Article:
It’s the same every night. With three children to bath and put to bed, usually before WW gets home, there’s always someone who gets left out. Either BUB.2 conks out before he’s had his story, or BUB.1 gets left on the top bunk reading his fossil books alone, or BUB.3 gets very short changed on the bedtime story and I skip half the pages hoping she won’t notice or I end up whispering the end in the hope she’ll fall asleep quicker.
Last night I remembered what we used to do. We used to make the most of BUB.3’s double bed and all get in and read the bedtime stories together. It was always my favourite part of the day (mostly because I was lying down and by now, invariably, also in my pyjamas). So we did that. I don’t know why we ever stopped.
Then a while later the other thing that sometimes happens happened. With BUB.3 whispered off to sleep and BUB.2 asleep on the bottom bunk, I looked at BUB.1 on the top, my seven-year-old baby with his heart-stopping brown eyes. I am always torn between climbing that bunk bed ladder and getting in for what I know is another half an hour of talking, or telling him firmly that I have things to do (cook dinner, work, tidy, have a glass of wine, just be). But last night, as happens about 50 per cent of the time, his brown eyes won and up I went.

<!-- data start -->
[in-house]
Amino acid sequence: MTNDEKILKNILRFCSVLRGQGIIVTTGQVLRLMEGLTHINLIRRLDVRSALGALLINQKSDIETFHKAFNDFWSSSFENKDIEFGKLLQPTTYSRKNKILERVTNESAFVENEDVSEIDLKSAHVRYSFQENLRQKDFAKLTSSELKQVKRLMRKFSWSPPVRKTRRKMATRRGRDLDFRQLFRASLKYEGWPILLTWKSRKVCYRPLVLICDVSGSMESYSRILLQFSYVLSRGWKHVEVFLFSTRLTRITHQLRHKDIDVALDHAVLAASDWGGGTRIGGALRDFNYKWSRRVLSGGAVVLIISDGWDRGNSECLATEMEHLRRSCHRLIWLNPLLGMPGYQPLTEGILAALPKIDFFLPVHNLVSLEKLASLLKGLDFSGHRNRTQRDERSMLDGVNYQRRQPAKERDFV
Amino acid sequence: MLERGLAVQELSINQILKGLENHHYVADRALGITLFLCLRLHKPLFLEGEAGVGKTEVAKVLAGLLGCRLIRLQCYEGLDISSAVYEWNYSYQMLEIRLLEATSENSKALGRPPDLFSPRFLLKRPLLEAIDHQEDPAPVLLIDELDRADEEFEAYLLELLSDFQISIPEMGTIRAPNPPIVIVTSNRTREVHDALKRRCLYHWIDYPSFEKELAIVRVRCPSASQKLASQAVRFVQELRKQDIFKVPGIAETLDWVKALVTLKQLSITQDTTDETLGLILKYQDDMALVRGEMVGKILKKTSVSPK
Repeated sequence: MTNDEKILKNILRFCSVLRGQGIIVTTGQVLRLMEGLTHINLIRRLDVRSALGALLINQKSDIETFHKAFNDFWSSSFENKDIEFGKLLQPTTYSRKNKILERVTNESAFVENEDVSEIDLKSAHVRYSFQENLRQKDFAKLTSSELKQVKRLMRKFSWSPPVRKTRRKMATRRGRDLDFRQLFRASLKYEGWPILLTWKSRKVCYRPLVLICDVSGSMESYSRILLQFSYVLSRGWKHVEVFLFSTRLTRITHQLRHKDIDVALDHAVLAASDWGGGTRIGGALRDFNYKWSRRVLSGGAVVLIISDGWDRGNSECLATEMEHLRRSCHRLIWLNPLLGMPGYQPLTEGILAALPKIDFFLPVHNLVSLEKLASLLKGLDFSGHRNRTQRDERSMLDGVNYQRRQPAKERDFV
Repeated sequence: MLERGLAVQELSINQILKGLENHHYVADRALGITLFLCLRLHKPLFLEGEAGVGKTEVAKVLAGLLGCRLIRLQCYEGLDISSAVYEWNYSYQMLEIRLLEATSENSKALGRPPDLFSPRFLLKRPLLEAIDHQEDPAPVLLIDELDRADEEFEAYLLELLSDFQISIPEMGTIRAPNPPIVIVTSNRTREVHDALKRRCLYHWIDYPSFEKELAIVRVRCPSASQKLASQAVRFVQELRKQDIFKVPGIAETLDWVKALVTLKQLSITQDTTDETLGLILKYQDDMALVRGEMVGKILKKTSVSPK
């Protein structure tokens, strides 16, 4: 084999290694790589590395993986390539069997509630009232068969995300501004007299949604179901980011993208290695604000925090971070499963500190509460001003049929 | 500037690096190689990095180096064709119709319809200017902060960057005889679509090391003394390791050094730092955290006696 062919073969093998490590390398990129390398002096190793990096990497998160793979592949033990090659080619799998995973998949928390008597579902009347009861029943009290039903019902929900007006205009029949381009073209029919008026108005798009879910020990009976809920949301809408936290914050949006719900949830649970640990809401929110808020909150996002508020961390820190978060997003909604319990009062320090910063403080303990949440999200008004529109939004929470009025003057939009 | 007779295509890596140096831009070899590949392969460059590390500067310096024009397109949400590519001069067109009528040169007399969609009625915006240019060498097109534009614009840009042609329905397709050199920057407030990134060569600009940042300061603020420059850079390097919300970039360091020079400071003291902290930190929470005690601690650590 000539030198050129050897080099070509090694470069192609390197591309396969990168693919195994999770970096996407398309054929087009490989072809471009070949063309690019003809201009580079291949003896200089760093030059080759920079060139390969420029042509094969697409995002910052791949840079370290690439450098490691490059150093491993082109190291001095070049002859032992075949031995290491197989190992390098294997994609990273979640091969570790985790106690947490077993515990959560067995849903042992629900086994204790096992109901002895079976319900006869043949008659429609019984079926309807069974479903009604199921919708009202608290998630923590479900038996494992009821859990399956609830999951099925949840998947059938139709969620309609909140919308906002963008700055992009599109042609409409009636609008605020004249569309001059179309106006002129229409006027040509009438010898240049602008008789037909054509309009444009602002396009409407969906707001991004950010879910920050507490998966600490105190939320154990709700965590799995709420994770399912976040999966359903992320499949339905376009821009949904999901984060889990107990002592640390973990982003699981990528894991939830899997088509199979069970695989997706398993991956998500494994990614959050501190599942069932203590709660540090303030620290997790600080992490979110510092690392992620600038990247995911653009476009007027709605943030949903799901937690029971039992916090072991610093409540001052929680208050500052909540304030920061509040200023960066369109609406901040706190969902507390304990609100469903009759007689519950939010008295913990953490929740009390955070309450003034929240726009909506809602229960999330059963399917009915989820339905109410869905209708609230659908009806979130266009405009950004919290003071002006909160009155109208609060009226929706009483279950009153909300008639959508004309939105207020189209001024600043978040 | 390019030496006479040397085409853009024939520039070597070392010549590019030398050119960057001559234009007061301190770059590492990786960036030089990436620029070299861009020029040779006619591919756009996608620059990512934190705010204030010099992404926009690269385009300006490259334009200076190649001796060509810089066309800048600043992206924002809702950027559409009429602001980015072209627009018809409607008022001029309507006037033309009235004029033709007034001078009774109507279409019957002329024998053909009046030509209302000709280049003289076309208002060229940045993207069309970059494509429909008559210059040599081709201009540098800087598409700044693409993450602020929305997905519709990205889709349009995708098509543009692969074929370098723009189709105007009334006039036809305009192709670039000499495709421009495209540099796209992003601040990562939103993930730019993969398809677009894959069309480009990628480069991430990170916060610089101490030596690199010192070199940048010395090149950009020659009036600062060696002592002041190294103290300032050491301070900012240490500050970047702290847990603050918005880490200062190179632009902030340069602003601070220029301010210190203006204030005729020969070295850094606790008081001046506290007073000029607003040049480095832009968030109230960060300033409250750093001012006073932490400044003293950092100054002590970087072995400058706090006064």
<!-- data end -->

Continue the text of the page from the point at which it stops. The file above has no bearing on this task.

Climbing the bunk bed ladder feels like such a climb after a long day, when you know you only have an hour or two of wakefulness left (at best). Sometimes the wine and the sofa win.
We played our favourite game of drawing what we want from Father Christmas on each other’s backs. He drew a Lego Indominus Rex (HOW MUCH? JUST for the dinosaur part?) and a Papo Kaprosuchus, as he always does. When it was my turn he rolled his little body over and I thought about all the things I’d like.
He guessed that I wanted a cloud with eyes and a smiley face, a man with a mane, a present with hair, a guitar with three eyes and a hot dog with legs. What I had asked for was a bath on my own, a jacket, a big bar of chocolate to myself, some perfume and a new bag. But his guesses had us in such fits of laughter that I would have swapped all of them for that half an hour with my eldest child.
Climbing the bunk bed ladder feels like such a climb after a long day, when you know you only have an hour or two of wakefulness left (at best). Sometimes the wine and the sofa win. Sometimes the eyes have it. Sometimes you’ve just got to make that final climb and sometimes you just can’t.